Our study was in accordance with the ethical animal research guidelines and approved by the American Association for Laboratory Animal Science and the local IACUC board.
Five pigs were used for this study. Pig A (38.5 kg), Pig B (36.0 kg), and Pig C (40.0 kg) underwent an initial weight induction period of 7, 3, and 4 months, respectively, during which they developed obesity serving as the baseline group. Their weights before device insertion were 83.5, 67, and 73 kg, respectively. Pigs A–C were then randomized to IGB or DJBL. At the time of randomization of Pigs A–C, Pig D (89.5 kg) and Pig E (72.5 kg), who were already obese, were also randomized to IGB or DJBS. Despite the timeline difference of randomization, Pigs D and E were fed the same amount of calories of 6,000 kcal as the other 3 pigs to achieve obesity. Figure 3 details the individual weight data of each pig.
Feasibility and safety
Four pigs successfully received a sequential device insertion. The fifth pig (Pig B) developed central venous catheter infection 1 month after the IGB placement. The pig was immediately terminated from the study secondary to sepsis. Necropsy did not show any IGB-related adverse events. Three pigs (Pig A, C, and D) had no complications and tolerated the devices well. The fourth pig (Pig E) developed persistent vomiting after 2 weeks of the DJBL insertion. An urgent endoscopy revealed an intestinal obstruction secondary to a sleeve prolapse resolved by liquid and air injection. A following contrast imaging study revealed a spontaneous resolution of obstruction. The weight data in the first 2 weeks after the DJBL insertion before developing the small bowel obstruction of Pig E were used to calculate the weight gain rate in the combination group. A necropsy was performed in all pigs at the study conclusion. All devices were in a good position. There was no evidence of esophagitis, gastric perforation, gastric ulceration, liver abscess formation, pancreatitis, or mesenteric venous thrombosis. Expected superficial ulcerations were seen in the duodenum bulb corresponding to the DJBL anchoring barbs with no high-risk stigmata for bleeding or perforation (see Figures 1 and 2, Supplementary Digital Contents 1 and 2, http://links.lww.com/CTG/A385, http://links.lww.com/CTG/A386).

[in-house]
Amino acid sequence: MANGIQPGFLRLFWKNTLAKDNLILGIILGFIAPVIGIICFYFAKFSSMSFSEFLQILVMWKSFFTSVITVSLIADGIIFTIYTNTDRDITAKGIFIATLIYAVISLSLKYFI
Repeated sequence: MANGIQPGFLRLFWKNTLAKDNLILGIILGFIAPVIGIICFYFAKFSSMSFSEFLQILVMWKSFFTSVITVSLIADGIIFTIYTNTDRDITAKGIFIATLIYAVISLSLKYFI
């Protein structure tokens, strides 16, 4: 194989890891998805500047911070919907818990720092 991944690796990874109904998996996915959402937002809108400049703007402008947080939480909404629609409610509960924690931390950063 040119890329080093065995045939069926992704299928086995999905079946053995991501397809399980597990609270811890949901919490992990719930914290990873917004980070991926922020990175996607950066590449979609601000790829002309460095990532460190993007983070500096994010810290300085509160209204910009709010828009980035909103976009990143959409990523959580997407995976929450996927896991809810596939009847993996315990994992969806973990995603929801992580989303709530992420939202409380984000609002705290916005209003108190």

The baseline group (Pig A, B, and C) had a weight gain rate of 1.96 ± 2.17 kg/wk. Weight gain rates were significantly lower in the IGB group (Pig B, C, and E) (1.0 ± 1.4 kg/wk, P = 0.02), DJBL group (Pig B and D) (0.75 ± 2.27 kg/wk, P = 0.06), and combination group (Pig A, C, D, and E) (0.63 ± 1.3 kg/wk, P < 0.001) than the baseline group. The weight gain rate of the combined devices was numerically lower than each device individually (P = 0.25) and similar regardless of the sequence of the device insertion (P = 0.90) (Figure 4).
Metabolic and physiologic alteration
Of 3 pigs (Pig A, C, and D) that completed the one-month follow-up after a sequential device insertion, fasting blood samples for the metabolic and gut hormonal profile did not differ significantly in the combination group compared with baseline measurements in the same pigs (Table 1). For postprandial blood samples, there was a trend of higher AUC of GLP-1 and lower AUC of ghrelin in the combination group than the baseline measurements in the same pigs (Table 2 and Figure 5).
Our preclinical animal study of the combined IGB and DJBL treatment demonstrated that this treatment strategy is feasible and potentially effective as 4 pigs successfully received a sequential device insertion. Regarding safety, 3 pigs tolerated the devices well and completed the study, and both devices were in place on necropsy. One pig developed an intestinal obstruction because of a DJBL prolapse that spontaneously resolved. Worldwide registry data of 492 patients with DJBL found that the rate of device migration was 3% with an intestinal obstruction of 0.3% of cases (20,21). Central line infection in one pig in our study was not related to either study device.